After topping $160 million in second-quarter revenue with a total market cap of $12.2 billion, The Trade Desk is one of the most profitable ad-tech companies around. Now, it’s letting media buyers know it has heart, too.
This week—which is also Advertising Week in New York City—will see The Trade Desk’s second-ever branded campaign rolled out across social media, digital billboards and trade publications, targeting executives from all sides of the ad-tech supply chain. The campaign positions the ad-tech behemoth as a more transparent, user-focused alternative to walled gardens that have recently faced the ire of consumers and lawmakers alike for their less-than-collaborative practices.
“I hate to call it a marketing campaign— it’s really about the brand in its purest form,” said Trade Desk CMO Susan Vobejda. “It’s the company’s strategy—and the role we want to play for people—articulated.”
It’s the reason that people—not technology—are the centerpiece of the campaign, Vobejda added. Working with creative agency BBH and portrait photographer Martin Schoeller, who’s most recently made waves photographing Colin Kaepernick for Nike’s recent campaign, Vobejda settled on a concept depicting various internet users across 12 ads.
Each ad also includes a short paragraph about one of The Trade Desk’s pillars—independence, transparency, wide reach and objectivity—along with a new slogan: “Media for humankind.”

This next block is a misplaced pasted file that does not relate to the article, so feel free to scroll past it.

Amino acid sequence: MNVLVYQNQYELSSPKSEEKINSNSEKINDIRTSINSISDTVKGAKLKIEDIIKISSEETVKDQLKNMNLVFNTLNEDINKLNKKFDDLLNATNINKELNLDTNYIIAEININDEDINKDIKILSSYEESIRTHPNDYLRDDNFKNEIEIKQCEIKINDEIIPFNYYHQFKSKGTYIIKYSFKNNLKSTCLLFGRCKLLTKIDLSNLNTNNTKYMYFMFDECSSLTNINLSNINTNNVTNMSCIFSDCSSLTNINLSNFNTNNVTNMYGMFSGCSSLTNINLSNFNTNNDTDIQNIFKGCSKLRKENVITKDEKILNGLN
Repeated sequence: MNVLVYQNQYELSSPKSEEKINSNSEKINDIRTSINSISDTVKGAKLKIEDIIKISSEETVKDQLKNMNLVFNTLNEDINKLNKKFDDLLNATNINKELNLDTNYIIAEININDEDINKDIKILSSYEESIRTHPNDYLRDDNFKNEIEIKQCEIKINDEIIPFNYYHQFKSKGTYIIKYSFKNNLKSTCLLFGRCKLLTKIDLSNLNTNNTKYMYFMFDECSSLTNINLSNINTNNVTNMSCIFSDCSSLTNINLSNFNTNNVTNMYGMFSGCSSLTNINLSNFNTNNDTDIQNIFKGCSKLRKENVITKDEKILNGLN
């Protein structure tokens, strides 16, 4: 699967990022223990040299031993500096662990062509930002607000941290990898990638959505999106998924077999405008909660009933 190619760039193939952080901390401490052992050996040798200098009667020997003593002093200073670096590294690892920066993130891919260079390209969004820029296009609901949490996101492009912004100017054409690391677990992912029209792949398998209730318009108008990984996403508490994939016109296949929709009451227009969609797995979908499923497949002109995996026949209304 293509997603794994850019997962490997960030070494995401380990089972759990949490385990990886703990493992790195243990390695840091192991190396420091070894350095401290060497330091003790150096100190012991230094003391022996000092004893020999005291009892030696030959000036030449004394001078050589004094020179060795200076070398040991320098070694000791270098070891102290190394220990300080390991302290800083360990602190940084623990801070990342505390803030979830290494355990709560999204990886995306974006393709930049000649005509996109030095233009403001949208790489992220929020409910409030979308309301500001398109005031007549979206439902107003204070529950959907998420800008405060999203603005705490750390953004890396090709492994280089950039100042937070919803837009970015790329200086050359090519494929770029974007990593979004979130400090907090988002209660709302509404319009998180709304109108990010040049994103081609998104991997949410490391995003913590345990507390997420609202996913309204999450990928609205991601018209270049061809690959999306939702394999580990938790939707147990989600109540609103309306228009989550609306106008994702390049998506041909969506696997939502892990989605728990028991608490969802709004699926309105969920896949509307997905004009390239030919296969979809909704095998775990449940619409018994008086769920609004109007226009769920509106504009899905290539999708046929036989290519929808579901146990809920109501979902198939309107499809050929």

The “humankind” in that slogan, per Vobejda, speaks to The Trade Desk’s proprietary demand-side platform, which has been a place for publishers to share ideas, content and quality journalism since its inception roughly a decade ago.
It’s also a not-so-subtle dig against the walled gardens. Recent estimates have seen Facebook, Google and Amazon set to scoop up roughly 63 cents of every marketing dollar by 2020, and will also see that spend sequestered in a series of increasingly clandestine black boxes that leave some marketers frustrated about the state of their spend.
With this campaign, per Vobejda, the Trade Desk is positioning itself as the anti-walled garden.
“The idea of a few companies controlling what people see—and what gets published—is a scary thought for many,” she said. “So we really wanted to position ourselves as an advocate for the open internet, as an advocate for journalism and an advocate for the free exchange of ideas.”